- I must again disagree with the bulls’ opinion and leave my Sell rating unchanged.
- RIVN experiences declining demand and increased competition in its market, and it may use up its cash quicker than expected.
- The company will have to lower the price – “per-unit costs fall below the selling price” sounds like a fairy tale to me right now.
- Porsche stock can be bought TODAY for half of RIVN’s projected P/E ratio for FY2030. Don’t only focus solely on sales-based valuation metrics.
Intro & Thesis
Let me say it right away – I am not an expert on the automotive industry and have never covered this sector professionally in the equity research team of analysts at any investment bank. I rather take a generalist approach and try to provide the most reasonable “generalist view” and discuss it with those who are out of touch with reality and blindly believe what they want to believe.
When Rivian Automotive, Inc. (NASDAQ:RIVN) just went public at an $80 billion valuation – and did not yet have a car on the road – I immediately went against the bullish calls. After studying the historical experiences of previous peers, it was clear to me by mid-November 2021 that the bubble would not continue to rise. And so it happened – before the enchanting deflation, I tried 2 more times to warn investors of the impending collapse:
I am not trying to boast about myself. I just want to immediately protect my call from the attacks of those who want to accuse me of generalism – even though I am not an expert in this industry, my approach is based on common sense and helps avoid deep portfolio drawdowns by not getting into stocks like RIVN at their peak.
RIVN became one of the worst performers in its industry in FY2022 – the same continued in FY2023:
As you can see in the chart above, using Bank of America as an example, RIVN’s terrible performance does not deter analysts, who offer the stock as a buy and see an upside potential of 216.7% based on various valuation multiples:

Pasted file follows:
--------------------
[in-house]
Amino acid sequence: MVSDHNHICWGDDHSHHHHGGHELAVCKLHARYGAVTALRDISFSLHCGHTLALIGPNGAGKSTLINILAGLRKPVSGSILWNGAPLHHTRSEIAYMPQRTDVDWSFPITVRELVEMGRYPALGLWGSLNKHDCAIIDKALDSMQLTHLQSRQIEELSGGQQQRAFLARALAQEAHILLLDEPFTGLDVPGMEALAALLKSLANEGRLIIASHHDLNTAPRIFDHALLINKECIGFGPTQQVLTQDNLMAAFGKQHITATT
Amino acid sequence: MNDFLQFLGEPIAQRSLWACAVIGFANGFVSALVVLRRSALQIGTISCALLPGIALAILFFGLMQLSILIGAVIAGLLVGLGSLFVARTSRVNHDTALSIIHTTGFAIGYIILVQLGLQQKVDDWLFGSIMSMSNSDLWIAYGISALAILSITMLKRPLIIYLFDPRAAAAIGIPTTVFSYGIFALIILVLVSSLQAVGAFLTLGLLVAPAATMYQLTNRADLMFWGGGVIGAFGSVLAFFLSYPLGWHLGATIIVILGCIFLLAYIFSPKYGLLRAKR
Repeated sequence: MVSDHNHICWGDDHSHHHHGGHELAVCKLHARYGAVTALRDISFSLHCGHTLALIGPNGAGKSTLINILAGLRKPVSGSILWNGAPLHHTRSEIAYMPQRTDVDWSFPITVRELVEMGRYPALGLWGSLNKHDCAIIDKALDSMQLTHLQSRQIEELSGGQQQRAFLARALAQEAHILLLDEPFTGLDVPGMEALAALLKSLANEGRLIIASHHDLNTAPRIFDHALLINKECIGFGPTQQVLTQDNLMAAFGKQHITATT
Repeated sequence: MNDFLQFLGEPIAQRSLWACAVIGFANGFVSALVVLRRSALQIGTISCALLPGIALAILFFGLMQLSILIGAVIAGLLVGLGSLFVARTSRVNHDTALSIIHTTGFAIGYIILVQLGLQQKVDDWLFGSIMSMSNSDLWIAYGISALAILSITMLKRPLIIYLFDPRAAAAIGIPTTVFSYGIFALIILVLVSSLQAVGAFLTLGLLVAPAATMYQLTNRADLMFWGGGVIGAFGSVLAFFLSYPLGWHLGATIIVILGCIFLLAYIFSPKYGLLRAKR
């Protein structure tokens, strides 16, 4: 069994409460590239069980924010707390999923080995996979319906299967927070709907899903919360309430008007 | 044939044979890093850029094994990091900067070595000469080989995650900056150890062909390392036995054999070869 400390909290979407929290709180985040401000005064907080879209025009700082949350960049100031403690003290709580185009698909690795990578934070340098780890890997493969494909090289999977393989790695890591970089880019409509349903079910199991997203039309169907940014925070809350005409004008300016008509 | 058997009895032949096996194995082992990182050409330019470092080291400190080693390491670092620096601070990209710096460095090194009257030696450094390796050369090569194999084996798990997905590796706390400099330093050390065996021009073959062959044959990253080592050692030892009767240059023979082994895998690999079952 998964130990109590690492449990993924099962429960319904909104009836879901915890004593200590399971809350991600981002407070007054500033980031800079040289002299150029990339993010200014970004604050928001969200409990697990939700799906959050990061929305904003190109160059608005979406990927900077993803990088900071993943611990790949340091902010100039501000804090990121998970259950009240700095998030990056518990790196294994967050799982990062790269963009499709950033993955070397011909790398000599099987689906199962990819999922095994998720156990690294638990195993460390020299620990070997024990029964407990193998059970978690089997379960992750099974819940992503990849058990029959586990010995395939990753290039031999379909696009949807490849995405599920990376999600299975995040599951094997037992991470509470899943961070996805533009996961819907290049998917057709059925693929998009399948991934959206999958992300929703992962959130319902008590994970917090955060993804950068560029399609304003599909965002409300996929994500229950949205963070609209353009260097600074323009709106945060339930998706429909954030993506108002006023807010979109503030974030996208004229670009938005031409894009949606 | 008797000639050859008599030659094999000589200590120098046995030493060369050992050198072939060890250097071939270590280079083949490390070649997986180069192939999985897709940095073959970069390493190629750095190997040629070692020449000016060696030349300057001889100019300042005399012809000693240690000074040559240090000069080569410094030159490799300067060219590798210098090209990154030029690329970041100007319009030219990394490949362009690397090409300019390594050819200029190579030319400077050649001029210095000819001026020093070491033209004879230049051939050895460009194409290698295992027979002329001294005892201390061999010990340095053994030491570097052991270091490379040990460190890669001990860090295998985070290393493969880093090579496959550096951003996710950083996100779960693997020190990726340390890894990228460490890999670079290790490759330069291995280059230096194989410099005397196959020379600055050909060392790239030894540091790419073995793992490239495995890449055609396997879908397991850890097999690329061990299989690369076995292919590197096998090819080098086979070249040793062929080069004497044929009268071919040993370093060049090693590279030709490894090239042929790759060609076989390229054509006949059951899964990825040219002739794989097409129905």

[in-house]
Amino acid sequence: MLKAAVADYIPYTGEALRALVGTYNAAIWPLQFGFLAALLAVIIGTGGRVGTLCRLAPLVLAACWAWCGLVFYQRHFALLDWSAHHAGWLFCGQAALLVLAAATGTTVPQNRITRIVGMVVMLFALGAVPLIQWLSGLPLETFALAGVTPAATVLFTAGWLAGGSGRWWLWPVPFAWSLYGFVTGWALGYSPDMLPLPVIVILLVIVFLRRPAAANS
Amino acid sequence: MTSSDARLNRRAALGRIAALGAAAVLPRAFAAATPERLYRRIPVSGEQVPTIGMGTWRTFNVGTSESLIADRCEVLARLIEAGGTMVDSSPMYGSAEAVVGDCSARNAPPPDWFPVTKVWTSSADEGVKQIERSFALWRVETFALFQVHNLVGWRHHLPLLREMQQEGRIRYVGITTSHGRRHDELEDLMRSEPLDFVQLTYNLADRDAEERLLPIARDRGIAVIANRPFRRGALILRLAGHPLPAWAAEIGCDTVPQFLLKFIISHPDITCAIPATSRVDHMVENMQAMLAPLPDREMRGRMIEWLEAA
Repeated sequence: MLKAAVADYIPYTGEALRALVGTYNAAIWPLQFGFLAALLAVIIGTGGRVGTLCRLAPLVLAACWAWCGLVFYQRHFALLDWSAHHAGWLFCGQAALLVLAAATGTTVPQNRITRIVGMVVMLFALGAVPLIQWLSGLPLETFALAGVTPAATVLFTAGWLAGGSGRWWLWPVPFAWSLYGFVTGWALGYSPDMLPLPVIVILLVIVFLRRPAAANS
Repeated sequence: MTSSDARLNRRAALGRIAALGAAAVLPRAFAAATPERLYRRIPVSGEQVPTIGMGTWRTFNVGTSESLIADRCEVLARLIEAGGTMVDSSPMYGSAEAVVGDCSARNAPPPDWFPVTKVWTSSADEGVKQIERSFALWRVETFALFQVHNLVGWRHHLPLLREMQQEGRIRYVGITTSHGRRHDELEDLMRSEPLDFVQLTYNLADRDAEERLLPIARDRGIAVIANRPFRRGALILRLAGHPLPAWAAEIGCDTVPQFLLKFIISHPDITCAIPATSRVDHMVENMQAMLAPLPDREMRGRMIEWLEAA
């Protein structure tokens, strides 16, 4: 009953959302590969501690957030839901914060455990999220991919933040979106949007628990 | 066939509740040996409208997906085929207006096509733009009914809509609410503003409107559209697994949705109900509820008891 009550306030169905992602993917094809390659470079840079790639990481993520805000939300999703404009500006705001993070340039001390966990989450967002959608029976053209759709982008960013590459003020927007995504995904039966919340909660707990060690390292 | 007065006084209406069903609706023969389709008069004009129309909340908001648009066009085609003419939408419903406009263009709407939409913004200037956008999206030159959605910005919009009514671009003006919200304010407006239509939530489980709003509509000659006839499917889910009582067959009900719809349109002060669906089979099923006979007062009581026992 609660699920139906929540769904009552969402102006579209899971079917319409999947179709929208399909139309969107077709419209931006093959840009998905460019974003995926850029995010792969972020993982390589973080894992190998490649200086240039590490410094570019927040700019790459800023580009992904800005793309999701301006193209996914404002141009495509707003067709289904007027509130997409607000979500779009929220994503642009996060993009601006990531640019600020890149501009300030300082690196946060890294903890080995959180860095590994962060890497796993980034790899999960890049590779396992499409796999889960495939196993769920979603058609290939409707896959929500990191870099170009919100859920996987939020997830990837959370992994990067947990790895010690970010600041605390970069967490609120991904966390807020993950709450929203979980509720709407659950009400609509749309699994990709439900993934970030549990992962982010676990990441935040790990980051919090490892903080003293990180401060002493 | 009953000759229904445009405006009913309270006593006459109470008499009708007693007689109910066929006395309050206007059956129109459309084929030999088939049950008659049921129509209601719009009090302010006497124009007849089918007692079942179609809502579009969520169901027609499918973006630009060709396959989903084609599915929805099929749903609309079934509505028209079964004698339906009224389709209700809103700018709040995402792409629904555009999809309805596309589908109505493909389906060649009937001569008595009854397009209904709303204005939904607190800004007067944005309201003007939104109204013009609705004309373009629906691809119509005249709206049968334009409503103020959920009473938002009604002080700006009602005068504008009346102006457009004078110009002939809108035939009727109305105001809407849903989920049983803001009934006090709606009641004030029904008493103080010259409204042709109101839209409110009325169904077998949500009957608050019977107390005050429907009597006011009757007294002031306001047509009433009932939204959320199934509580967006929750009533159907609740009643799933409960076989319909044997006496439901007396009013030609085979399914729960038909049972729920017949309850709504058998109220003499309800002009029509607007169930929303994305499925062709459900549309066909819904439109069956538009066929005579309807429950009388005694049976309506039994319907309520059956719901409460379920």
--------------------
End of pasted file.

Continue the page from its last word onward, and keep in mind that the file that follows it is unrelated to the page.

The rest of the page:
Well, 0.5x EV/sales and 3x EV/EBITDA looks very conservative. However, I must again disagree with the bulls’ opinion and leave my Sell rating unchanged – I have several reasons for this decision.
Ratings, ratings, ratings…
Companies that can achieve such a huge valuation for basically the idea of launching a large-scale production always attract the attention of the crowd. Rivian attracted so much attention from the very beginning that its initial valuation of $80 billion quickly became $100 billion, then $140 billion, and finally crossed $150 billion in a matter of days:
And that was even though its goal was to use the proceeds from the IPO to create a major automotive company, which, although focused on electric vehicles, is a very capital-intensive and cumbersome business, just like traditional automakers.
From the initiation of coverage, various banks issued extremely positive outlooks – almost until the end of the 1st half of 2022 – only the price targets changed:
Most major banks – from Morgan Stanley to Mizuho – have simply changed their price targets so that the implied upside potential still looks impressive, but not outrageous. You know – the old price targets in the $150-160 per share range look too off against today’s $18 per share price.
In fact, from what I see, the Street’s positivism has not gone away:
This Wall Street positivism is still having an impact on the broad mass of retail investors – after a 72% decline (1 year) and only a modest recovery since the beginning of 2023 (+4.04%), about 58% and 69%, respectively, of those surveyed on earningswhisper.com believe that RIVN stock will grow in the foreseeable future and beat consensus figures at its next earnings report. This market sentiment seems quite optimistic to me.
Disinflation is a product of the coming recession
In addition to Tesla’s (TSLA) big wave of price cuts since the end of 2022, there was news on Monday that Ford (F) also intends to cut prices for its electric Mustang Mach-E – disinflationary processes, as it suddenly turned out, do not occur on their own, but as a rule – against the backdrop of a decline in demand and economic activity. Apparently, selling cars has become more difficult as banks’ requirements have become tougher – lending rates continue to rise, and according to The Kobeissi Letter of January 22, the average car payment has reached a record $800/month. At the same time, delinquent auto loans are up 27% this year and credit card debt is up 15% in 2022 [biggest jump since 2008] – credit financing will likely remain expensive until the Fed cuts rates.
Now the market expects the rate cuts to start in November 2023 and continue throughout 2024, and the Fed Funds rate to fall back below 3%:
Why would the Fed want to lower interest rates? Inflation is going to go down, sure thing. How is that going to be accomplished? In my opinion, through a decline in demand.
That’s why we see a drop in producer prices across the board – not just in the automotive industry:
Historically, the current setup has only led to a recession – a soft landing was only possible against the backdrop of already subdued inflation, which we have not yet experienced: